Book Review: William Melvin Kelley ~ A Different Drummer (1962)

A Different Drummer is set in America’s deep south in the segregation era. The principal black character is Tucker Caliban working for the family that had, generations previously, owned slaves including Tucker’s great grand-father. The central white family stills owns the land in Sutton (not a geographical place).

Tucker’s story is a classic of American Rugged Individualism. Tucker horrifies his college educated wife with his contemptuous rejection of the NAACP. Tucker’s plan is to destroy white supremacy by the simple expedient of there being no black Americans to be superior over. A form of reverse ethnic cleansing.

First though Tucker produces a coup de theatre. After years of accruing savings he persuades Dewey Willson to sell seven acres of land to him on the pretext that he will become a farmer even though he has no knowledge of farming. This land is plantation land. This land was farmed by slaves including Tucker’s ancestors. Tucker then salts the land so that it will never be farmed by anyone. It’s also a clear metaphor for the tears of slaves. He goes further and burns down his house.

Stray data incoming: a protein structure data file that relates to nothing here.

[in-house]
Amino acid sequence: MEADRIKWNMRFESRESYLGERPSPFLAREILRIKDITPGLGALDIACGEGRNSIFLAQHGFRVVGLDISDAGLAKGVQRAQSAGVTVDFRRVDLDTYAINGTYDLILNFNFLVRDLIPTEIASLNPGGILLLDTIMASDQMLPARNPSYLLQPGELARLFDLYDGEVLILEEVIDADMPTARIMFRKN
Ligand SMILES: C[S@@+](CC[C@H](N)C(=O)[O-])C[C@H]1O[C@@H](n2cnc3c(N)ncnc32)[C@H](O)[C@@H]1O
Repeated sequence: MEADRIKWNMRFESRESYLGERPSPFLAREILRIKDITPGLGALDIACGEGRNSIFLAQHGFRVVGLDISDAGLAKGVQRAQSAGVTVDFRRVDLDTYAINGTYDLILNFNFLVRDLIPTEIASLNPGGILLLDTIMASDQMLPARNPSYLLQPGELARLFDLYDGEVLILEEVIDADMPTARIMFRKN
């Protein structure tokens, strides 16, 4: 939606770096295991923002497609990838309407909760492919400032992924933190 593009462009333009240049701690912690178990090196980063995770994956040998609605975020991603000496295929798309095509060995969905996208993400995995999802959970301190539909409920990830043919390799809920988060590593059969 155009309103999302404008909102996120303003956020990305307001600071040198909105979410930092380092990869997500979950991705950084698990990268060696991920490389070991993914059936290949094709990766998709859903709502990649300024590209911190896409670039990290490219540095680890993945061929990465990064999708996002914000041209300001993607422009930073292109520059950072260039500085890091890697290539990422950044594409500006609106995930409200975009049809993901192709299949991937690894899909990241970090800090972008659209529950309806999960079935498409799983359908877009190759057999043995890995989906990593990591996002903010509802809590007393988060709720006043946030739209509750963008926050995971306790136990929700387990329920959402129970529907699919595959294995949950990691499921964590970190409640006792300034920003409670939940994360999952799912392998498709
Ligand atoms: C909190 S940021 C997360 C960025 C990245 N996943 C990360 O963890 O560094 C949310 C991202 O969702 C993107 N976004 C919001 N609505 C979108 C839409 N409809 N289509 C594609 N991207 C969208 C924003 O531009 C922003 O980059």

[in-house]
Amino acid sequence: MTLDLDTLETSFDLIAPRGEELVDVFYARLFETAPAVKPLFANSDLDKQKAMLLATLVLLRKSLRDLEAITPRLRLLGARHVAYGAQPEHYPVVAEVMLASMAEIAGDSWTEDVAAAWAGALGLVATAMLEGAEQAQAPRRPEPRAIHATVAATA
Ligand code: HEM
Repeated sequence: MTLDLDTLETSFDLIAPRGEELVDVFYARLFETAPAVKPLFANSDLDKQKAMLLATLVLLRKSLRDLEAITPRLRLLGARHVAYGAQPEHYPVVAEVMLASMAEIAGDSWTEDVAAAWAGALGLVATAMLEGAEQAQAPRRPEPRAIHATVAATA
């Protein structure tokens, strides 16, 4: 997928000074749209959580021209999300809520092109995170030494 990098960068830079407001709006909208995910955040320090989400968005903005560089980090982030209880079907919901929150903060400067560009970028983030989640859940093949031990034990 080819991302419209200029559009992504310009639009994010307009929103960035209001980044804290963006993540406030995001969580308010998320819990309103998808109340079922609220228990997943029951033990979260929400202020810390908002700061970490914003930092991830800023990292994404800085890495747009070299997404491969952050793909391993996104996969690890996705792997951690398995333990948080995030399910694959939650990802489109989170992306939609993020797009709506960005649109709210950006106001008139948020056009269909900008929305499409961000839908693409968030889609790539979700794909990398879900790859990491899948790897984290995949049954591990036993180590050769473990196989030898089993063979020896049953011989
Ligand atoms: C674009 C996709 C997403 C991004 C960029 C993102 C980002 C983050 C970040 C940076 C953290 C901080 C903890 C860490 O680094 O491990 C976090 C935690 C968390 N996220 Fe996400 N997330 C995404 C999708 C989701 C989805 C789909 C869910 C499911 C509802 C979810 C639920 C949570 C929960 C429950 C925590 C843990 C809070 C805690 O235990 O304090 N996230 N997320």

Kelley’s novel accelerates. Every black American in the state departs. The whites with their vicious white supremacy are negated at a stroke. There’s no-one to be superior over. White trash now have no-one to look down on and their position is revealed for all to see.

I just ain’t sure it’s all to the good. You never had no WHITE folks sweeping around in the stores, only coloured. You getting a job sweeping now, Stewart? That’s the only job you really good for. (p272)

Kelley’s novel’s denouement is so wonderful I can’t spoil it.

This is a novel by someone new to me and is utterly brilliant.


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